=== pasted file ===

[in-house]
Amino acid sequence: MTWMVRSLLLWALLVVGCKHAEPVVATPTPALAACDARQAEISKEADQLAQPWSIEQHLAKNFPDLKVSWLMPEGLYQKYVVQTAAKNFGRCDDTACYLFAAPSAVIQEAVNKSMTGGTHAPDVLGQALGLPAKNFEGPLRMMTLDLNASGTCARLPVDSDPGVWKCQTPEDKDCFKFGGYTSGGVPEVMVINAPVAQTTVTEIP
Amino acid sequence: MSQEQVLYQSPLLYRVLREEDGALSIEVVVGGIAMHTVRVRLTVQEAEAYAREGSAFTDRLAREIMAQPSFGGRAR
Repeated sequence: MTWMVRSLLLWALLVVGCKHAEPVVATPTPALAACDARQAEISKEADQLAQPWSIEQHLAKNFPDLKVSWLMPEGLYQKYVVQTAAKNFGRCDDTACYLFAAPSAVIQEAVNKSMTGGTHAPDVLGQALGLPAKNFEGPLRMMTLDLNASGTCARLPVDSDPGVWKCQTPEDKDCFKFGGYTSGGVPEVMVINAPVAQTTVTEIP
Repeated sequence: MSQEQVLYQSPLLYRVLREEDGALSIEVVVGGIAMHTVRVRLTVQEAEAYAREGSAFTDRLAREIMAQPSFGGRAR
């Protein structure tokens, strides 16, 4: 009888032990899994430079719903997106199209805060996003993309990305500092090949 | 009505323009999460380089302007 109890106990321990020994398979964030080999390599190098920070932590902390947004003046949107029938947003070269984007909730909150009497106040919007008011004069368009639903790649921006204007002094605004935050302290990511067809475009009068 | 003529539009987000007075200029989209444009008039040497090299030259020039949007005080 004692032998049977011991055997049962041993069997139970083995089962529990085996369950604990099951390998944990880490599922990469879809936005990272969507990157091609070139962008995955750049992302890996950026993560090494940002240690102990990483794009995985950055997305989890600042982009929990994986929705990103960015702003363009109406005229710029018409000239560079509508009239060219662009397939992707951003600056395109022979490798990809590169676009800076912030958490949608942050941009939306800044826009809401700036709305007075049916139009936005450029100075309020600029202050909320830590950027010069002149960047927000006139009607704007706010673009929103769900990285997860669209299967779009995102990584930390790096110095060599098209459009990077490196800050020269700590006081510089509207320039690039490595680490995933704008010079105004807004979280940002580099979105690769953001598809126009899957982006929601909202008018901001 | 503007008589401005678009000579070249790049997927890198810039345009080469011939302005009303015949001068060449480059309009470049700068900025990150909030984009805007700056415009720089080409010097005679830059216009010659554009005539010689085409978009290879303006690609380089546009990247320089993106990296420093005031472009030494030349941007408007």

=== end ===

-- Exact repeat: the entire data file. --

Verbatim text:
[in-house]
Amino acid sequence: MTWMVRSLLLWALLVVGCKHAEPVVATPTPALAACDARQAEISKEADQLAQPWSIEQHLAKNFPDLKVSWLMPEGLYQKYVVQTAAKNFGRCDDTACYLFAAPSAVIQEAVNKSMTGGTHAPDVLGQALGLPAKNFEGPLRMMTLDLNASGTCARLPVDSDPGVWKCQTPEDKDCFKFGGYTSGGVPEVMVINAPVAQTTVTEIP
Amino acid sequence: MSQEQVLYQSPLLYRVLREEDGALSIEVVVGGIAMHTVRVRLTVQEAEAYAREGSAFTDRLAREIMAQPSFGGRAR
Repeated sequence: MTWMVRSLLLWALLVVGCKHAEPVVATPTPALAACDARQAEISKEADQLAQPWSIEQHLAKNFPDLKVSWLMPEGLYQKYVVQTAAKNFGRCDDTACYLFAAPSAVIQEAVNKSMTGGTHAPDVLGQALGLPAKNFEGPLRMMTLDLNASGTCARLPVDSDPGVWKCQTPEDKDCFKFGGYTSGGVPEVMVINAPVAQTTVTEIP
Repeated sequence: MSQEQVLYQSPLLYRVLREEDGALSIEVVVGGIAMHTVRVRLTVQEAEAYAREGSAFTDRLAREIMAQPSFGGRAR
């Protein structure tokens, strides 16, 4: 009888032990899994430079719903997106199209805060996003993309990305500092090949 | 009505323009999460380089302007 109890106990321990020994398979964030080999390599190098920070932590902390947004003046949107029938947003070269984007909730909150009497106040919007008011004069368009639903790649921006204007002094605004935050302290990511067809475009009068 | 003529539009987000007075200029989209444009008039040497090299030259020039949007005080 004692032998049977011991055997049962041993069997139970083995089962529990085996369950604990099951390998944990880490599922990469879809936005990272969507990157091609070139962008995955750049992302890996950026993560090494940002240690102990990483794009995985950055997305989890600042982009929990994986929705990103960015702003363009109406005229710029018409000239560079509508009239060219662009397939992707951003600056395109022979490798990809590169676009800076912030958490949608942050941009939306800044826009809401700036709305007075049916139009936005450029100075309020600029202050909320830590950027010069002149960047927000006139009607704007706010673009929103769900990285997860669209299967779009995102990584930390790096110095060599098209459009990077490196800050020269700590006081510089509207320039690039490595680490995933704008010079105004807004979280940002580099979105690769953001598809126009899957982006929601909202008018901001 | 503007008589401005678009000579070249790049997927890198810039345009080469011939302005009303015949001068060449480059309009470049700068900025990150909030984009805007700056415009720089080409010097005679830059216009010659554009005539010689085409978009290879303006690609380089546009990247320089993106990296420093005031472009030494030349941007408007």